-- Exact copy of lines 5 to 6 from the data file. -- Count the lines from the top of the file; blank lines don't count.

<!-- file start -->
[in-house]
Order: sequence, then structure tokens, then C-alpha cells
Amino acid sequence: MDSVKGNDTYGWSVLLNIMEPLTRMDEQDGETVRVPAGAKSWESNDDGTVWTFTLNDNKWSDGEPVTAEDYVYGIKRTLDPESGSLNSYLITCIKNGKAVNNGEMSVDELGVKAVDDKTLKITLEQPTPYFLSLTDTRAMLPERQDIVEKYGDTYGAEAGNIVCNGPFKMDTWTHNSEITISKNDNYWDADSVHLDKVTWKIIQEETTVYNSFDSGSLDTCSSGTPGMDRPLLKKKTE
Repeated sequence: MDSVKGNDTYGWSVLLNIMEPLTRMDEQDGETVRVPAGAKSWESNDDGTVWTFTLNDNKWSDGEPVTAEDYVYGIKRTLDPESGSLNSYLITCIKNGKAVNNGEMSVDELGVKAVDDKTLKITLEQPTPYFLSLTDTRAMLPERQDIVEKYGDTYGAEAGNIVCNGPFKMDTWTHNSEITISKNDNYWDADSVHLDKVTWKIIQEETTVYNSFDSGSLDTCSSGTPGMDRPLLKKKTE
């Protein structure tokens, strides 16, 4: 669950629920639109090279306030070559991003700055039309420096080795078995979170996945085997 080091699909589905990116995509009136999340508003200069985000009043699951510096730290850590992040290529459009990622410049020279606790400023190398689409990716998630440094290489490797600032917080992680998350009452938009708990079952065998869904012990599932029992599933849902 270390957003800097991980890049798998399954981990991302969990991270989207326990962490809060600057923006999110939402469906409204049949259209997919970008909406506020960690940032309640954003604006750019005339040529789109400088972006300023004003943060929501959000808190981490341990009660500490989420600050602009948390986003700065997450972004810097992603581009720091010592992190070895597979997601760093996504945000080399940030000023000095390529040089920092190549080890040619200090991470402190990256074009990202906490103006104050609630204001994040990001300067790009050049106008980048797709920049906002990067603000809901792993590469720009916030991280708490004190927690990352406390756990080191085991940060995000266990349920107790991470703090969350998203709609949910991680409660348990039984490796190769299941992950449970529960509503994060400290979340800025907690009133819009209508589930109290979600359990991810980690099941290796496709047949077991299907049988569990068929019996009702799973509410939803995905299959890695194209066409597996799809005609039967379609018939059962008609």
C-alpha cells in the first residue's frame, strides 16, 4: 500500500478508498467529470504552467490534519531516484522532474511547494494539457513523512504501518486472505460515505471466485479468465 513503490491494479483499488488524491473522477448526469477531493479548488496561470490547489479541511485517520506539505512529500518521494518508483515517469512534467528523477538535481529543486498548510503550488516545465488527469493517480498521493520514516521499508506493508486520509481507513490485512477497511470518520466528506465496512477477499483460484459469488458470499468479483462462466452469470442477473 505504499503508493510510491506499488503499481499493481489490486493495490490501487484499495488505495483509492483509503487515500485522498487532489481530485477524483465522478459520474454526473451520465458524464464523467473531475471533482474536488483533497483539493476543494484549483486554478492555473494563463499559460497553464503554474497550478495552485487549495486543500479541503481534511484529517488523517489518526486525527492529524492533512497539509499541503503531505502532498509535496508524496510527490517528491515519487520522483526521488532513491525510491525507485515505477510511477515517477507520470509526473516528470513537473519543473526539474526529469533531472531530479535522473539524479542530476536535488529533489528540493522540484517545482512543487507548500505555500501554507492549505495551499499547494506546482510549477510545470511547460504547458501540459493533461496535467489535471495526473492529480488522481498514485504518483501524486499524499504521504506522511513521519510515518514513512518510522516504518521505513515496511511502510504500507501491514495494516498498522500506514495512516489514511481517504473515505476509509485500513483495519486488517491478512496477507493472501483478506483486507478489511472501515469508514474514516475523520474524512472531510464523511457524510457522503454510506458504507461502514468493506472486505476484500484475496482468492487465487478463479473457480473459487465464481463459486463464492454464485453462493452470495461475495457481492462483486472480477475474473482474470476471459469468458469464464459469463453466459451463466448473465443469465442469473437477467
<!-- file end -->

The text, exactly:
């Protein structure tokens, strides 16, 4: 669950629920639109090279306030070559991003700055039309420096080795078995979170996945085997 080091699909589905990116995509009136999340508003200069985000009043699951510096730290850590992040290529459009990622410049020279606790400023190398689409990716998630440094290489490797600032917080992680998350009452938009708990079952065998869904012990599932029992599933849902 270390957003800097991980890049798998399954981990991302969990991270989207326990962490809060600057923006999110939402469906409204049949259209997919970008909406506020960690940032309640954003604006750019005339040529789109400088972006300023004003943060929501959000808190981490341990009660500490989420600050602009948390986003700065997450972004810097992603581009720091010592992190070895597979997601760093996504945000080399940030000023000095390529040089920092190549080890040619200090991470402190990256074009990202906490103006104050609630204001994040990001300067790009050049106008980048797709920049906002990067603000809901792993590469720009916030991280708490004190927690990352406390756990080191085991940060995000266990349920107790991470703090969350998203709609949910991680409660348990039984490796190769299941992950449970529960509503994060400290979340800025907690009133819009209508589930109290979600359990991810980690099941290796496709047949077991299907049988569990068929019996009702799973509410939803995905299959890695194209066409597996799809005609039967379609018939059962008609």
C-alpha cells in the first residue's frame, strides 16, 4: 500500500478508498467529470504552467490534519531516484522532474511547494494539457513523512504501518486472505460515505471466485479468465 513503490491494479483499488488524491473522477448526469477531493479548488496561470490547489479541511485517520506539505512529500518521494518508483515517469512534467528523477538535481529543486498548510503550488516545465488527469493517480498521493520514516521499508506493508486520509481507513490485512477497511470518520466528506465496512477477499483460484459469488458470499468479483462462466452469470442477473 505504499503508493510510491506499488503499481499493481489490486493495490490501487484499495488505495483509492483509503487515500485522498487532489481530485477524483465522478459520474454526473451520465458524464464523467473531475471533482474536488483533497483539493476543494484549483486554478492555473494563463499559460497553464503554474497550478495552485487549495486543500479541503481534511484529517488523517489518526486525527492529524492533512497539509499541503503531505502532498509535496508524496510527490517528491515519487520522483526521488532513491525510491525507485515505477510511477515517477507520470509526473516528470513537473519543473526539474526529469533531472531530479535522473539524479542530476536535488529533489528540493522540484517545482512543487507548500505555500501554507492549505495551499499547494506546482510549477510545470511547460504547458501540459493533461496535467489535471495526473492529480488522481498514485504518483501524486499524499504521504506522511513521519510515518514513512518510522516504518521505513515496511511502510504500507501491514495494516498498522500506514495512516489514511481517504473515505476509509485500513483495519486488517491478512496477507493472501483478506483486507478489511472501515469508514474514516475523520474524512472531510464523511457524510457522503454510506458504507461502514468493506472486505476484500484475496482468492487465487478463479473457480473459487465464481463459486463464492454464485453462493452470495461475495457481492462483486472480477475474473482474470476471459469468458469464464459469463453466459451463466448473465443469465442469473437477467